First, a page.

HEALTH IT: An Investment Worth Making
This post appears on the National Journal's Health Care Experts Blog where you can also see what other health policy analysts have to say on Health Information Technology.
Health Information Technology (HIT) is infrastructure just like roads and bridges. We have neglected to invest in both for far too long. The impediments to HIT spending are formidable—doctors are reluctant to take the time to adopt HIT, we lack the ability (but not the technology) to exchange data, and privacy concerns still threaten to derail legislation. Yet, we are now in a position to overcome them. A few successful public and private HIT programs are creating a greater awareness of what HIT can accomplish and we now have the political leadership necessary to disseminate these models and recreate their success across the country.
So, what are our first steps? To lay the foundation for utilizing health information technology, I recommend the following:
- Make broadband access in rural areas possible ASAP.
- Announce that we are moving to electronic medical records and that additional privacy protections will be implemented simultaneously, including mandatory notification of breaches by HIPAA-covered entities and vendors of Personal Health Records, and strengthening HIPAA's rules on marketing and business associates' use of Protected Health Information.
- Offer time-limited incentive payments for purchasing and implementing health IT systems / software packages that meet certain functional requirements (e.g., interoperability), privacy protections, and are designed to achieve quality of care improvement goals (e.g., point-of-service decision support tools, managing chronic conditions). A certifying entity like CCHIT should be charged with blessing these systems.
- Offer incentives to providers who acquire a new and approved electronic records system that includes decision support. Incentives could take the form of grants, partial loan forgiveness for primary care clinicians, etc. and could be awarded in reverse proportion to provider group size (the smaller the group, the more money per doctor). Incentives should include support for skilled personnel to train clinicians and staff in use of electronic information system, convert paper records, and eventually to help maintain electronic records systems. A timeframe should also be established whereby physicians must have an HIT system operational to continue to receive Medicare payments.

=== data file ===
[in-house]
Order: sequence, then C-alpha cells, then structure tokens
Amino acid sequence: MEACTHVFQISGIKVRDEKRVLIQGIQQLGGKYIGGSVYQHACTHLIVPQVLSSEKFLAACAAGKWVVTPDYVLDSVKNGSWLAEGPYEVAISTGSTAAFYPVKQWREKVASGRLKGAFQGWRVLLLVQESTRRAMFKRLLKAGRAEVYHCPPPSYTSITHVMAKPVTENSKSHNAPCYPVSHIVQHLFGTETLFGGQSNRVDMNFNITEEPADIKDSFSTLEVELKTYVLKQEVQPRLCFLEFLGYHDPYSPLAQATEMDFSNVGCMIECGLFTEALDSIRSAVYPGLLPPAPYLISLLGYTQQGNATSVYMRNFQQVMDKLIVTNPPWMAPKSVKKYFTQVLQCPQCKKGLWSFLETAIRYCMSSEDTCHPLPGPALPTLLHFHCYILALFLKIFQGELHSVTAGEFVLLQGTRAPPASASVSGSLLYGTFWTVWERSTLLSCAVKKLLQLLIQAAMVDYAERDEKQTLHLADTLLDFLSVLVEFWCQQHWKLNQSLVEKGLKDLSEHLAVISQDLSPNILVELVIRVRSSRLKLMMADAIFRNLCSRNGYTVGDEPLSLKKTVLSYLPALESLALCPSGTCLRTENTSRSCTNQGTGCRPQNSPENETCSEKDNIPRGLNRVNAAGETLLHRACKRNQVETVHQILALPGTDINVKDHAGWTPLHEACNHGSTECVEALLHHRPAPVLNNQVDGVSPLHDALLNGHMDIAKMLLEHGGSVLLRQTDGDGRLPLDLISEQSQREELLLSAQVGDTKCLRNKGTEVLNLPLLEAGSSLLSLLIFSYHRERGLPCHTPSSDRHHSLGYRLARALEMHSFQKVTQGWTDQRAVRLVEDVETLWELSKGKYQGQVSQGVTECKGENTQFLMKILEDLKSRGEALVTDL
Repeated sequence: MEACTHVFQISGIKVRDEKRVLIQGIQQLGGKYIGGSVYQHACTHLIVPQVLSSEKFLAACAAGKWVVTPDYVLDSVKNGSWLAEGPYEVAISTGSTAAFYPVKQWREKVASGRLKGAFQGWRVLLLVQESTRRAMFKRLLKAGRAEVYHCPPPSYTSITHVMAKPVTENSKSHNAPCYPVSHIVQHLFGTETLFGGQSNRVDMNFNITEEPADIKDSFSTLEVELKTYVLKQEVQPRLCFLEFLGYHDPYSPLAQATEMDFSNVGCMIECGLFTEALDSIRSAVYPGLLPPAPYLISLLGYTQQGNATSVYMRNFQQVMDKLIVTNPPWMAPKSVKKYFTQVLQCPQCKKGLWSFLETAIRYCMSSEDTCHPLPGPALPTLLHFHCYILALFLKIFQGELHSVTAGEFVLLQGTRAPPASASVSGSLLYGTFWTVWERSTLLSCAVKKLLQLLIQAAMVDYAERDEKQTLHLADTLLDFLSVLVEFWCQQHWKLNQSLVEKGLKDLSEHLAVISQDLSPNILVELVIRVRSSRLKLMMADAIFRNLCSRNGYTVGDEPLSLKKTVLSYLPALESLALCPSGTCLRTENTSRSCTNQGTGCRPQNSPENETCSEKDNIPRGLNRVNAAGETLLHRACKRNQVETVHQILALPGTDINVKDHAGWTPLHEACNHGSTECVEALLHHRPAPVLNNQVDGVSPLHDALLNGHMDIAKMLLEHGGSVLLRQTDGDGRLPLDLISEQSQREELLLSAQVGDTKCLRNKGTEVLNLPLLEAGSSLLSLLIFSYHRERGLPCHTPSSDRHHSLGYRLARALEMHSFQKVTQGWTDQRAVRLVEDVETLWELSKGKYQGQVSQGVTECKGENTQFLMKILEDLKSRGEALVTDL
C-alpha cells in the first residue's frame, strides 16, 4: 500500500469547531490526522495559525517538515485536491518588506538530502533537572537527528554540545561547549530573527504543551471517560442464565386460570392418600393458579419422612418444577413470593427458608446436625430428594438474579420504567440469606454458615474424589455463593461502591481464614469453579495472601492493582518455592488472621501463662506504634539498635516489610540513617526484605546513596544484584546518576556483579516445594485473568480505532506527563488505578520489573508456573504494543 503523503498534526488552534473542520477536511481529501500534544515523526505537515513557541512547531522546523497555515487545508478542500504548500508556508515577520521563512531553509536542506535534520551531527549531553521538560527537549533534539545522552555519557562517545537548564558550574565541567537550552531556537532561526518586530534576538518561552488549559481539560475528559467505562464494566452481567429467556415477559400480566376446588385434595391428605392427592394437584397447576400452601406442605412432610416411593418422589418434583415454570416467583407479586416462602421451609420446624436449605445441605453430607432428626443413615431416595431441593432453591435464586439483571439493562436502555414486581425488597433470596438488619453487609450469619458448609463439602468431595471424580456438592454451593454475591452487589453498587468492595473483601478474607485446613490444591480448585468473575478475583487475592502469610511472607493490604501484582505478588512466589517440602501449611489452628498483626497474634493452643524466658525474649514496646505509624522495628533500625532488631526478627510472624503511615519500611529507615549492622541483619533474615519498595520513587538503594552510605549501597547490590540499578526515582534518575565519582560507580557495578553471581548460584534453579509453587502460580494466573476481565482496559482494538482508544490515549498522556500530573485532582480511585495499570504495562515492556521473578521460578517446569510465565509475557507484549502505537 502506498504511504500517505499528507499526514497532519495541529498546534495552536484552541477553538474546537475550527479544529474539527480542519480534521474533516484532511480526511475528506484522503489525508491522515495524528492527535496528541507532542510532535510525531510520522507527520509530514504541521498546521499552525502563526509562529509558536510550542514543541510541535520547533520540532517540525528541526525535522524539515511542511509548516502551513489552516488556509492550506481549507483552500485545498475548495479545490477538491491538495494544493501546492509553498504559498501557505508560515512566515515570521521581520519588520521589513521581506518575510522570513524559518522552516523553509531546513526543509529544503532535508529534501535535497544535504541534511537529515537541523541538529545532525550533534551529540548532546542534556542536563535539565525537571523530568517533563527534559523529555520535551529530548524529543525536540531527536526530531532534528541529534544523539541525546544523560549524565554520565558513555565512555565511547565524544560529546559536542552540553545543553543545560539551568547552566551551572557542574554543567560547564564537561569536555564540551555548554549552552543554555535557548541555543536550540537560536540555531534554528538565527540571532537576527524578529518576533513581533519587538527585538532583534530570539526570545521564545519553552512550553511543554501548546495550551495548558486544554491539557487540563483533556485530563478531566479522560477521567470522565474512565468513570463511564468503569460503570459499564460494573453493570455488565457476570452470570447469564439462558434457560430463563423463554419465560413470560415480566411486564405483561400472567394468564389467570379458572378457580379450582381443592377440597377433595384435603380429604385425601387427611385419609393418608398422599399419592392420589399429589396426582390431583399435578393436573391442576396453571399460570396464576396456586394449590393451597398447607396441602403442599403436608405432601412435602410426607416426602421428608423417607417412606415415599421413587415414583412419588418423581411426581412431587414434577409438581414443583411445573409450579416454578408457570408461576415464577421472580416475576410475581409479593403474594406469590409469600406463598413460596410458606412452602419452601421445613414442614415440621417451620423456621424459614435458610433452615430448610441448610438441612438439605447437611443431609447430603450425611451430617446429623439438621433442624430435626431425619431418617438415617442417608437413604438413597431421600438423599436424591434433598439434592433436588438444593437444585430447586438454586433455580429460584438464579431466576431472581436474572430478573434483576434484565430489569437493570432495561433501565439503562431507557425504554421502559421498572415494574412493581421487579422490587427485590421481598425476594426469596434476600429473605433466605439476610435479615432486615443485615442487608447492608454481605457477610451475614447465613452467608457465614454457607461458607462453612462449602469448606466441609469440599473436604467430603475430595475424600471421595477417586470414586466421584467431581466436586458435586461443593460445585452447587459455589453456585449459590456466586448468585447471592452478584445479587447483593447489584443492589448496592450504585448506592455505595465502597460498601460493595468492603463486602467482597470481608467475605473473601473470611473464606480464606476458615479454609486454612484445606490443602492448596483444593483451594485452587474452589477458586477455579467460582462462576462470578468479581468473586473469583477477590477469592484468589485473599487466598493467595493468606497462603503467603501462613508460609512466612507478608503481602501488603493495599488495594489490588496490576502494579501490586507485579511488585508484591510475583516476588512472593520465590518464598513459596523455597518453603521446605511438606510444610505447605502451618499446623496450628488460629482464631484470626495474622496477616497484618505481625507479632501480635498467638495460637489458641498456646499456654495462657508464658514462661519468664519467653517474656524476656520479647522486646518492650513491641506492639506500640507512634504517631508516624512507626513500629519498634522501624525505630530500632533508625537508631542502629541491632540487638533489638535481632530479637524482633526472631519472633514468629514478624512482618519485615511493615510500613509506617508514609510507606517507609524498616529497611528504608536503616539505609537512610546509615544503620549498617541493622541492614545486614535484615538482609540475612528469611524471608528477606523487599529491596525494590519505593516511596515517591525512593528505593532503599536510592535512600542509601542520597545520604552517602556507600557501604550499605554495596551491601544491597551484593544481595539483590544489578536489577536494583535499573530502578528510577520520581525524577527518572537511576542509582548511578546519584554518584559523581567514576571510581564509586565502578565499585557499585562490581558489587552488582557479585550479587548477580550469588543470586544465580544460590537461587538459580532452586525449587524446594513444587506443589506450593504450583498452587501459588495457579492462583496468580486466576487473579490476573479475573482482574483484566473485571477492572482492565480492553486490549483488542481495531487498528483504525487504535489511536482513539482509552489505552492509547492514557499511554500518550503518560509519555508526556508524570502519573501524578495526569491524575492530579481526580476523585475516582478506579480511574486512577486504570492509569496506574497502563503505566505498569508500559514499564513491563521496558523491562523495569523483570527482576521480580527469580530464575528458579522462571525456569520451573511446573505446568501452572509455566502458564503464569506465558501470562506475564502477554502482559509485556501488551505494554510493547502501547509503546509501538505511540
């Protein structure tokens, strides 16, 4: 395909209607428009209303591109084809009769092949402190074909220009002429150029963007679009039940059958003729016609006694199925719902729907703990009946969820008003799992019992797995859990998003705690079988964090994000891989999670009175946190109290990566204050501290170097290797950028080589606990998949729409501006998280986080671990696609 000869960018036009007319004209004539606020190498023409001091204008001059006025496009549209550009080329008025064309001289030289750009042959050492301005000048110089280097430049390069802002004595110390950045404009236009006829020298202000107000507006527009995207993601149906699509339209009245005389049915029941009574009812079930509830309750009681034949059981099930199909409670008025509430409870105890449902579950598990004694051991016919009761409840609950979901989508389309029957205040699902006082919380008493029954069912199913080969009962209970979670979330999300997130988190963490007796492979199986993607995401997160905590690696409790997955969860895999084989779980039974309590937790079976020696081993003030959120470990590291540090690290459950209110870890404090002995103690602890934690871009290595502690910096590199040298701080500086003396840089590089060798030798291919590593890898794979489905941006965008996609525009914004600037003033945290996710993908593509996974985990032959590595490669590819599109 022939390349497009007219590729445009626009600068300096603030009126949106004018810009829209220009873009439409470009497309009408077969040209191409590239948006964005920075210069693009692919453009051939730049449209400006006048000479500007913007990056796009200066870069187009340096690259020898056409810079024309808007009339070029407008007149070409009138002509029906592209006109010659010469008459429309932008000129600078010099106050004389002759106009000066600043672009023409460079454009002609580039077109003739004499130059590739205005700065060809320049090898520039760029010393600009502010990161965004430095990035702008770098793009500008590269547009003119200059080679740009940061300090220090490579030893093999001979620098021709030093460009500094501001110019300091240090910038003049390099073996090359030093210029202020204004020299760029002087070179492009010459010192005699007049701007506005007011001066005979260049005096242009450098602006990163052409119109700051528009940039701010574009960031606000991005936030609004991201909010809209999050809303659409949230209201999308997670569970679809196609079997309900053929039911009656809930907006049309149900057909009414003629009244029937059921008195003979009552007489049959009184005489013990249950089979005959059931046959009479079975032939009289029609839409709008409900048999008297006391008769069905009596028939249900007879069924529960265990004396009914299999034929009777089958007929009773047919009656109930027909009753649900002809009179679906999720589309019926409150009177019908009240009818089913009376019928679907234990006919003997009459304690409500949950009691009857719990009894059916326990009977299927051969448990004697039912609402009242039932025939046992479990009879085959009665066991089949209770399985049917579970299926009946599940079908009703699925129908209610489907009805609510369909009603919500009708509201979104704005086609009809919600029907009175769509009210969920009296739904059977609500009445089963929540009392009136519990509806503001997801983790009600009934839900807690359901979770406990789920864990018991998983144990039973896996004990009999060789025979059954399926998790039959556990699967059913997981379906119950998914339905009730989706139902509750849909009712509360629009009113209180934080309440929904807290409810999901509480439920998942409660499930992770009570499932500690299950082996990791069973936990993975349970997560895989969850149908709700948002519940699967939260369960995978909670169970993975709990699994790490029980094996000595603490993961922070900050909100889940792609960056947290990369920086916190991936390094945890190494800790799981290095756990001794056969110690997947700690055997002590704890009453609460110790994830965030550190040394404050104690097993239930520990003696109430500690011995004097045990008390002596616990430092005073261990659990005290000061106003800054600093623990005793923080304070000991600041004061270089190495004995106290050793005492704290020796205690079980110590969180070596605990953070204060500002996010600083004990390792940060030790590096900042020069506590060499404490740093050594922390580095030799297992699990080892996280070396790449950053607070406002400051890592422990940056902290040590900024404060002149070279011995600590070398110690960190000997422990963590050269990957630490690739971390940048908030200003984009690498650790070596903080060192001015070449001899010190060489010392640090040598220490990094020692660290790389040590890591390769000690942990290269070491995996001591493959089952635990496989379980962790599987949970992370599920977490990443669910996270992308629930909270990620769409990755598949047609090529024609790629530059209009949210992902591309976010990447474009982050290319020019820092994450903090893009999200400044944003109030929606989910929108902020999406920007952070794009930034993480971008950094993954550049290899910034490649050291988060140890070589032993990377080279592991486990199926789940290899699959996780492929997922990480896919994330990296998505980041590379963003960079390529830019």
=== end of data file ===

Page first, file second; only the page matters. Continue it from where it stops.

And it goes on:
- Reward states that are utilizing HIT systems to control their Medicaid costs and improve care (e.g., chronic care management that has both medical and behavioral care components), and provide additional incentives for states that move their state employees into a similar system.
- Offer grants to states or regions that organize and operate health information exchanges to offer private, secure access to the new data.
- Create and fund webinar and conference presentations by physicians from those who have successfully implemented HIT systems (e.g., Kaiser Permanente, the VA, and the Billings Clinic) to teach the country's reticent physicians that HIT is a good thing. Provide financial incentives (e.g., free CME credit) to encourage physician attendance.
Much like roads and bridges, interoperable HIT is necessary to make all other aspects of a quality, affordable health system possible. Bringing 21st century information tools to our health system is an investment worth making, but it is also an investment that will take some time to fully mature. We cannot restore the health of our economy without fixing our health care system, and we cannot fix our health system without bold initiatives to encourage HIT